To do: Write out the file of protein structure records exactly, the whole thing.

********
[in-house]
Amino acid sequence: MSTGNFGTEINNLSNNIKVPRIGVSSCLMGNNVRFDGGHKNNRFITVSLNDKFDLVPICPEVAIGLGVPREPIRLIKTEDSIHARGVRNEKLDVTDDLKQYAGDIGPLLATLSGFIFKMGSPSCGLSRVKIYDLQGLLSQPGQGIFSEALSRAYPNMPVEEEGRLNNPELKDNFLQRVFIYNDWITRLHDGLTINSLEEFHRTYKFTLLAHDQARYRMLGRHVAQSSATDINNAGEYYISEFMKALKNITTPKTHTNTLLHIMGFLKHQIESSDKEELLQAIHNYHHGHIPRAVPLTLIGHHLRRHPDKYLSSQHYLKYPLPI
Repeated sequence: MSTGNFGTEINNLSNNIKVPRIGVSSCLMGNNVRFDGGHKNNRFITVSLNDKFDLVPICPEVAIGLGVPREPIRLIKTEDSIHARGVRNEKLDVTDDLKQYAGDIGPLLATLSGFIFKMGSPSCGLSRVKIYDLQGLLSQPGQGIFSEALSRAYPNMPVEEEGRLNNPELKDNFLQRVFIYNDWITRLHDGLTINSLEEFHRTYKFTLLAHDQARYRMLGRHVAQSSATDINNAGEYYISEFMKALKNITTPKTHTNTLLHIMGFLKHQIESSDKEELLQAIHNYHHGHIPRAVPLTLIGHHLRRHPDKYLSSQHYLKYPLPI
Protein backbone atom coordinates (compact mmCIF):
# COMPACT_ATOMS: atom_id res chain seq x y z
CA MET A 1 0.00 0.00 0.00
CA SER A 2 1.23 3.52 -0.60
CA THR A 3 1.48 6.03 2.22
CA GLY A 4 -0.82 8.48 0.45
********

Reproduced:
[in-house]
Amino acid sequence: MSTGNFGTEINNLSNNIKVPRIGVSSCLMGNNVRFDGGHKNNRFITVSLNDKFDLVPICPEVAIGLGVPREPIRLIKTEDSIHARGVRNEKLDVTDDLKQYAGDIGPLLATLSGFIFKMGSPSCGLSRVKIYDLQGLLSQPGQGIFSEALSRAYPNMPVEEEGRLNNPELKDNFLQRVFIYNDWITRLHDGLTINSLEEFHRTYKFTLLAHDQARYRMLGRHVAQSSATDINNAGEYYISEFMKALKNITTPKTHTNTLLHIMGFLKHQIESSDKEELLQAIHNYHHGHIPRAVPLTLIGHHLRRHPDKYLSSQHYLKYPLPI
Repeated sequence: MSTGNFGTEINNLSNNIKVPRIGVSSCLMGNNVRFDGGHKNNRFITVSLNDKFDLVPICPEVAIGLGVPREPIRLIKTEDSIHARGVRNEKLDVTDDLKQYAGDIGPLLATLSGFIFKMGSPSCGLSRVKIYDLQGLLSQPGQGIFSEALSRAYPNMPVEEEGRLNNPELKDNFLQRVFIYNDWITRLHDGLTINSLEEFHRTYKFTLLAHDQARYRMLGRHVAQSSATDINNAGEYYISEFMKALKNITTPKTHTNTLLHIMGFLKHQIESSDKEELLQAIHNYHHGHIPRAVPLTLIGHHLRRHPDKYLSSQHYLKYPLPI
Protein backbone atom coordinates (compact mmCIF):
# COMPACT_ATOMS: atom_id res chain seq x y z
CA MET A 1 0.00 0.00 0.00
CA SER A 2 1.23 3.52 -0.60
CA THR A 3 1.48 6.03 2.22
CA GLY A 4 -0.82 8.48 0.45